Hyperbolic discounting emerges from the scalar property of interval timing
- Department of Psychiatry and Behavioral Sciences, Stanford University, Stanford, CA, USA
Ten dollars today is more attractive than the same amount of money tomorrow and is consistent with the well known proverb, “a bird in the hand is worth two in the bush.” We all know that the value of a reward is discounted over time. How the value discounts over time and what is the rationale for such discounting, however, is less clear. Classical economic theory has assumed an exponential form of discounting which has been repeatedly shown insufficient for explaining the data(Frederick and Loewenstein, 2002). Hyperbolic discounting, with a faster discount rate in the beginning than in the distant future, is found to fit the data better empirically. Consequently, it is of great interest to understand why people and other animals discount future rewards hyperbolically.
In the past, a number of explanations have been offered. Not surprisingly these explanations can be categorized into either value-based models or time-based models. In value-based models, hyperbolic discounting emerges when discount rates are assumed to be stochastic (Farmer and Geanakoplos, 2009), or there is uncertainty of the risk that the future reward will not be realized (Sozou, 1998), or there is uncertainty of the timing of the realization (Dasgupta and Maskin, 2005). In time-based models, hyperbolic discounting can be shown to result from the perceptual distortion of time (Takahashi, 2005; Kim and Zauberman, 2009). Recently, Ray and Bossaerts (2011) offered another time-based explanation beginning with the crucial observation that subjective or psychological time is different from objective or physical time. They argued that the discounting function is indeed exponential with respect to the subject’s internal clock, but it appears to be hyperbolic to observers who use objective time – the measurement of which isn’t dependent upon biological systems and their inherent variability. Specifically, they made three assumptions:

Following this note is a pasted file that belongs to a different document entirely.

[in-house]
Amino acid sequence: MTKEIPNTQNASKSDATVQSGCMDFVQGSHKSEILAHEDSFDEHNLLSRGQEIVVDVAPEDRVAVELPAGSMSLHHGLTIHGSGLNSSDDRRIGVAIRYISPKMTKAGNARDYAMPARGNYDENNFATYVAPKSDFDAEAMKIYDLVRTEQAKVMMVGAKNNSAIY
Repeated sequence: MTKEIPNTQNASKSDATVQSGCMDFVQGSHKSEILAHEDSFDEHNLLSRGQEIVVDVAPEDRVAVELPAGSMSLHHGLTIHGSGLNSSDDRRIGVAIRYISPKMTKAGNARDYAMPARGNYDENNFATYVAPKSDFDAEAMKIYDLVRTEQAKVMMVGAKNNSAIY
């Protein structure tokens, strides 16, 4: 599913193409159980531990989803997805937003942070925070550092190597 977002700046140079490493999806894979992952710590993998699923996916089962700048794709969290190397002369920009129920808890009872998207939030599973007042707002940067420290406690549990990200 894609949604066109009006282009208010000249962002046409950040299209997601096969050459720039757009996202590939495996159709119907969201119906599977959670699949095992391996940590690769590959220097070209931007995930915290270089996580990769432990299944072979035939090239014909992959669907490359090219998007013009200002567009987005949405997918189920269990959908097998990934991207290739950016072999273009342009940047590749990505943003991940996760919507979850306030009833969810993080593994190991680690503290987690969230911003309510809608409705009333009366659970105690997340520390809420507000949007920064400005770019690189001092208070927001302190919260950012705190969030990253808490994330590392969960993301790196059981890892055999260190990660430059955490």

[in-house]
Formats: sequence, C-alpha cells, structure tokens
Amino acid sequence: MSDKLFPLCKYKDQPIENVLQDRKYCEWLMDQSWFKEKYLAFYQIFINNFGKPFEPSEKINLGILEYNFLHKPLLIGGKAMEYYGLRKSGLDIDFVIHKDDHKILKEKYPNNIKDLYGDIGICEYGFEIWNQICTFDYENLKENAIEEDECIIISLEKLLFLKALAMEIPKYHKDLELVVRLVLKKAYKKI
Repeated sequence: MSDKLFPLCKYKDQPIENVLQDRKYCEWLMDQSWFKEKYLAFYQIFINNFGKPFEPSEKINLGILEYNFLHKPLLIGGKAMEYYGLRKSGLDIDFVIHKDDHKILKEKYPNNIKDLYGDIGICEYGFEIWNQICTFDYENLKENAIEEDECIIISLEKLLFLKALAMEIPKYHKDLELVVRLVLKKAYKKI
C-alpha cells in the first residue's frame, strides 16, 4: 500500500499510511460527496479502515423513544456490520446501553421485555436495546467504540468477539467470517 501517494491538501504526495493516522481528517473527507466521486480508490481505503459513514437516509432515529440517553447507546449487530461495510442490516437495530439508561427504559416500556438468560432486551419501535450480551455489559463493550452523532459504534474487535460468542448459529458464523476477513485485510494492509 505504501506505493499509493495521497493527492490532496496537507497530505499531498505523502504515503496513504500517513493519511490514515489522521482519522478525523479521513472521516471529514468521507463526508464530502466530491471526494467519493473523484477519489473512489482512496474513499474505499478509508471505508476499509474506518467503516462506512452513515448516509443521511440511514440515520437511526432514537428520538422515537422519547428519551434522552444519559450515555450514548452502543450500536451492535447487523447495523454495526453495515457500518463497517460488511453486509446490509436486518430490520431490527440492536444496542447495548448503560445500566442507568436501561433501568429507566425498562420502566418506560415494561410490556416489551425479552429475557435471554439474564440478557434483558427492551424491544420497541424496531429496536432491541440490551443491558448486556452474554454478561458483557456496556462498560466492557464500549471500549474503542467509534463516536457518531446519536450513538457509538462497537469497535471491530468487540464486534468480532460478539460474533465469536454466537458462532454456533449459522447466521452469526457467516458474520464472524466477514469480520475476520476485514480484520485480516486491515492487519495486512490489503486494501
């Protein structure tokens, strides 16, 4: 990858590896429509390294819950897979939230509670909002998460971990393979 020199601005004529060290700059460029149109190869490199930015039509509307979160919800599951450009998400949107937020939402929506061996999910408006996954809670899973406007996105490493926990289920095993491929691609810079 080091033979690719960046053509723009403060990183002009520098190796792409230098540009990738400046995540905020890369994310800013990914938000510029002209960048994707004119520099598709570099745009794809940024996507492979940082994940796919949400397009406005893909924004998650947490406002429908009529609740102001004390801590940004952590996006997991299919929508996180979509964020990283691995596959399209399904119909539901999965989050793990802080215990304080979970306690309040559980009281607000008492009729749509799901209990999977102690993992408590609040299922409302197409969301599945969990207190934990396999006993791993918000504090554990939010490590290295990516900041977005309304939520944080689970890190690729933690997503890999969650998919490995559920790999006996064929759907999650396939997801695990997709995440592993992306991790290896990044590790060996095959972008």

1 Increment of psychological time is stochastic and auto-correlated (i.e., the internal clock is positive quadrant dependent).
2 Increment of psychological time is stationary.
3 Value discounting over psychological time is exponential.
Ray and Bossaerts performed both analytical proof and numeric simulation. When the auto-correlation of psychological time increments is reduced to 0, the discounting function becomes the classical exponential form; when the auto-correlation is non zero (e.g., 0.3), the discounting function becomes hyperbolic. Thus, hyperbolic discounting naturally emerges when psychological time advances in a self-correlated way – i.e., if the current increment is large, it’s likely that the next increment is also large.
This explanation is quite interesting and unlike other subjective time-based models (e.g., Takahashi, 2005; Kim and Zauberman, 2009) in which psychological time is a concave function of physical time, the psychological time in this model is actually synchronized with the physical time on average. This is an important property because experiments have shown that while we have uncertainty in estimating time intervals, the average of our estimates is actually quite accurate (Church et al., 1994; Rakitin et al., 1998; Buhusi and Meck, 2005).